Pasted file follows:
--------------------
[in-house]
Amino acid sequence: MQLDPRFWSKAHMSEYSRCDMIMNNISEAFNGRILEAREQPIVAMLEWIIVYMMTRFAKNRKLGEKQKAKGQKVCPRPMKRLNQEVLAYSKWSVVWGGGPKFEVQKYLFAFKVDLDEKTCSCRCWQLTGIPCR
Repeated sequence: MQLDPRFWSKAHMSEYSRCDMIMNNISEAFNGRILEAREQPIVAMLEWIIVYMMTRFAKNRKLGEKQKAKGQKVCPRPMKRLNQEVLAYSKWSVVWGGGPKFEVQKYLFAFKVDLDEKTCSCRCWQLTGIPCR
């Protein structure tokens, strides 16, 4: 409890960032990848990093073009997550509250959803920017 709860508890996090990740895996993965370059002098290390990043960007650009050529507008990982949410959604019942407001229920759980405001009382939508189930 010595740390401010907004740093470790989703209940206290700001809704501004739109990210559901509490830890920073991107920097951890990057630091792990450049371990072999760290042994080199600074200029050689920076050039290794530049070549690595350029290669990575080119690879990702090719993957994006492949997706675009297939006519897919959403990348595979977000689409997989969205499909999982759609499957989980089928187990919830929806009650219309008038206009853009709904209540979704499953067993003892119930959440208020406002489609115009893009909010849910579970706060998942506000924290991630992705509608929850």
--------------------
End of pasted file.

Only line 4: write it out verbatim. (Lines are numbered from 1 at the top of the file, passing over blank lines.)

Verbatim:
């Protein structure tokens, strides 16, 4: 409890960032990848990093073009997550509250959803920017 709860508890996090990740895996993965370059002098290390990043960007650009050529507008990982949410959604019942407001229920759980405001009382939508189930 010595740390401010907004740093470790989703209940206290700001809704501004739109990210559901509490830890920073991107920097951890990057630091792990450049371990072999760290042994080199600074200029050689920076050039290794530049070549690595350029290669990575080119690879990702090719993957994006492949997706675009297939006519897919959403990348595979977000689409997989969205499909999982759609499957989980089928187990919830929806009650219309008038206009853009709904209540979704499953067993003892119930959440208020406002489609115009893009909010849910579970706060998942506000924290991630992705509608929850």